(Bloomberg) -- President Donald Trump is eager to invoke a national emergency to bypass an unwilling Congress and build a border wall, according to two people familiar with his thinking, a dramatic move that would test the limits of presidential power.
Trump raised the sense of urgency with an announcement he will address the nation in prime time Tuesday on the “national security crisis” at the border.
Whether he exercises emergency powers depends on whether his lawyers conclude it’s a legally defensible move. And that may hinge on the interpretation of an obscure legal provision allowing the Defense Department to shift military construction funds during a crisis.
Some White House insiders believe Trump may act even if the move is sure to face a legal challenge -- raising the stakes in a partial federal government shutdown that is stretching into its 18th day. Vice President Mike Pence told reporters Monday that White House lawyers are “looking at” the idea.
Trump plans to speak at 9 p.m. Washington time from the Oval Office, but it’s unclear whether he will declare a national emergency. Pence told NBC News on Tuesday morning that Trump “will explain the need not just to build the wall, which he’s determined to do, but also to provide our border patrol with additional resources.” He will also call on Democrats to “come to the table and start negotiating,” Pence said.
Democratic House Speaker Nancy Pelosi and Senate Democratic leader Chuck Schumer will deliver a televised response following Trump’s speech.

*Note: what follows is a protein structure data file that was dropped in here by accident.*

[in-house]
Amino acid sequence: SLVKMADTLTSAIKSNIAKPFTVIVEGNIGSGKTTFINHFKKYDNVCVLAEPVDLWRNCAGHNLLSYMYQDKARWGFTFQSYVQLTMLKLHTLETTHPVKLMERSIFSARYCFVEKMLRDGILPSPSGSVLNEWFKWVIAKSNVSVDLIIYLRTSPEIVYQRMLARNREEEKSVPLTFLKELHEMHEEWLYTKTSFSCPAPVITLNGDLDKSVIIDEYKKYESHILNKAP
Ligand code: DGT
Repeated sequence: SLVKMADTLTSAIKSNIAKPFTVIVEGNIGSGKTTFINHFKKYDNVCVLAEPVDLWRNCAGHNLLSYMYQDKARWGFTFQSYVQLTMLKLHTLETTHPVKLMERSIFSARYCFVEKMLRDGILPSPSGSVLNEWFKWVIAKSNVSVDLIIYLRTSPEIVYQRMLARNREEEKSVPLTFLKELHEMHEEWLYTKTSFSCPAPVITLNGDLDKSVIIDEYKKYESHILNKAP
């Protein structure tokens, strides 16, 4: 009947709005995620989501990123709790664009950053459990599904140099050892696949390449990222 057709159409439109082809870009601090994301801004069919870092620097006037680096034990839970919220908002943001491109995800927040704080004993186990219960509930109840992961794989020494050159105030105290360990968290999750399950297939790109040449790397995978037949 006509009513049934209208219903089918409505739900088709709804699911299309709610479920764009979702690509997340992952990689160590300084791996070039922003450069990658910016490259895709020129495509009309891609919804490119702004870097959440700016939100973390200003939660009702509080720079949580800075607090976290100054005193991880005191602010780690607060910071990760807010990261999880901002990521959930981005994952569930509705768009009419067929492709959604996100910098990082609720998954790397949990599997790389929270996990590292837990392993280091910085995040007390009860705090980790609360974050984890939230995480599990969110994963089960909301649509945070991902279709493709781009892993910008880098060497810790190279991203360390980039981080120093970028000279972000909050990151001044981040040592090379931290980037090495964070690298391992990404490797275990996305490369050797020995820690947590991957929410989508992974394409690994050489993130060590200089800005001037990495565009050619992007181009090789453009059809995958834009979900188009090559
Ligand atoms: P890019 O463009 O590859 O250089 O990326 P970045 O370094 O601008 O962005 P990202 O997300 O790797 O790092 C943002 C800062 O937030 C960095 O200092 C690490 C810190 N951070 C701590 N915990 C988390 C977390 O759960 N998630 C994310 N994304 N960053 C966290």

The president has asserted that he has the authority to build a wall without congressional approval if he declares a national emergency, but the White House hasn’t provided an explanation of the legal justification. Democrats have rejected the idea as an illegal overreach of presidential authority but Republican lawmakers have been relatively quiet.
Under the law governing the Pentagon, the president can declare a national emergency, which would allow the defense secretary to redirect money from military construction funds for projects “necessary” to support the deployment of U.S. armed forces. That allows the secretary to skip congressional approval, which is normally needed to spend federal money.
The president has broad authority to declare a national emergency under a 1976 law and dozens of emergencies have since been declared, including during the Iran hostage crisis and the aftermath of the Sept. 11 terror attacks.
“He has the authority to declare an emergency as long as he does so following the protocols laid out in that statute,” said Harold Krent, a professor who studies presidential power at the Chicago-Kent College of law, in a Bloomberg Radio interview. “There are very few constraints in the legislation that define what is a permissible emergency.”
But the law, passed as part of a sweeping set of legislation designed to restrain presidential powers after the Watergate scandal, also demands that the president invoke specific statutory authority for emergency actions.
Popular Projects Delayed
The Defense Department has emergency power to tap into -– but not to exceed –- funds already appropriated for military construction, as long as those funds aren’t already officially obligated. Trump has sent National Guard units and active-duty military to the border to support immigration enforcement.
Still, diverting the money carries political risks.
The president’s request for $5.6 billion in wall funding represents more than half of the $10.3 billion appropriated for military construction this year and would mean sidelining politically popular projects. That could particularly hit military families, with the government slated to spend $1.6 billion of that budget on family housing, $352 million for medical facilities, and $267 million on educational facilities.